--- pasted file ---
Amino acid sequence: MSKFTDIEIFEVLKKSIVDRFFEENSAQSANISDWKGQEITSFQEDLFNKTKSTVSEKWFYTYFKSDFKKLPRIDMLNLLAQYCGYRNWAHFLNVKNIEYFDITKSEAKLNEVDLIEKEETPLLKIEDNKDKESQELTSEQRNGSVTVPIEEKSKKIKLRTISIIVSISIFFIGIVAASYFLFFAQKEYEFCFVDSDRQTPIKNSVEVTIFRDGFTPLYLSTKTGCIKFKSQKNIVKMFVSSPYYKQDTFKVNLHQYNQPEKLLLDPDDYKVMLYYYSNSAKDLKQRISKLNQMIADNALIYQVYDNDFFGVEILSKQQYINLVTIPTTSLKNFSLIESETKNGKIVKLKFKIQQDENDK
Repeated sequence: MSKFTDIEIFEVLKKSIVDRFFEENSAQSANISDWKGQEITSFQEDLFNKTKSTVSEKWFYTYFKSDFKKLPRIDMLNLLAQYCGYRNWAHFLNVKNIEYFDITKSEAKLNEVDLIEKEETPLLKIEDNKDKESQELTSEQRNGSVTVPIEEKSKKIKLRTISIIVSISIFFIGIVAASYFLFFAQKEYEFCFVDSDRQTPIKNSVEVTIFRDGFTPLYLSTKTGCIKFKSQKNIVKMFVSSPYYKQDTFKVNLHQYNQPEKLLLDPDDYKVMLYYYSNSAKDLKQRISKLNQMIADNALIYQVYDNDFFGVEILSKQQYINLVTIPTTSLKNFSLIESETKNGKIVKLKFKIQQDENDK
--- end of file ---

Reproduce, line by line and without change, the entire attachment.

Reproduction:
Amino acid sequence: MSKFTDIEIFEVLKKSIVDRFFEENSAQSANISDWKGQEITSFQEDLFNKTKSTVSEKWFYTYFKSDFKKLPRIDMLNLLAQYCGYRNWAHFLNVKNIEYFDITKSEAKLNEVDLIEKEETPLLKIEDNKDKESQELTSEQRNGSVTVPIEEKSKKIKLRTISIIVSISIFFIGIVAASYFLFFAQKEYEFCFVDSDRQTPIKNSVEVTIFRDGFTPLYLSTKTGCIKFKSQKNIVKMFVSSPYYKQDTFKVNLHQYNQPEKLLLDPDDYKVMLYYYSNSAKDLKQRISKLNQMIADNALIYQVYDNDFFGVEILSKQQYINLVTIPTTSLKNFSLIESETKNGKIVKLKFKIQQDENDK
Repeated sequence: MSKFTDIEIFEVLKKSIVDRFFEENSAQSANISDWKGQEITSFQEDLFNKTKSTVSEKWFYTYFKSDFKKLPRIDMLNLLAQYCGYRNWAHFLNVKNIEYFDITKSEAKLNEVDLIEKEETPLLKIEDNKDKESQELTSEQRNGSVTVPIEEKSKKIKLRTISIIVSISIFFIGIVAASYFLFFAQKEYEFCFVDSDRQTPIKNSVEVTIFRDGFTPLYLSTKTGCIKFKSQKNIVKMFVSSPYYKQDTFKVNLHQYNQPEKLLLDPDDYKVMLYYYSNSAKDLKQRISKLNQMIADNALIYQVYDNDFFGVEILSKQQYINLVTIPTTSLKNFSLIESETKNGKIVKLKFKIQQDENDK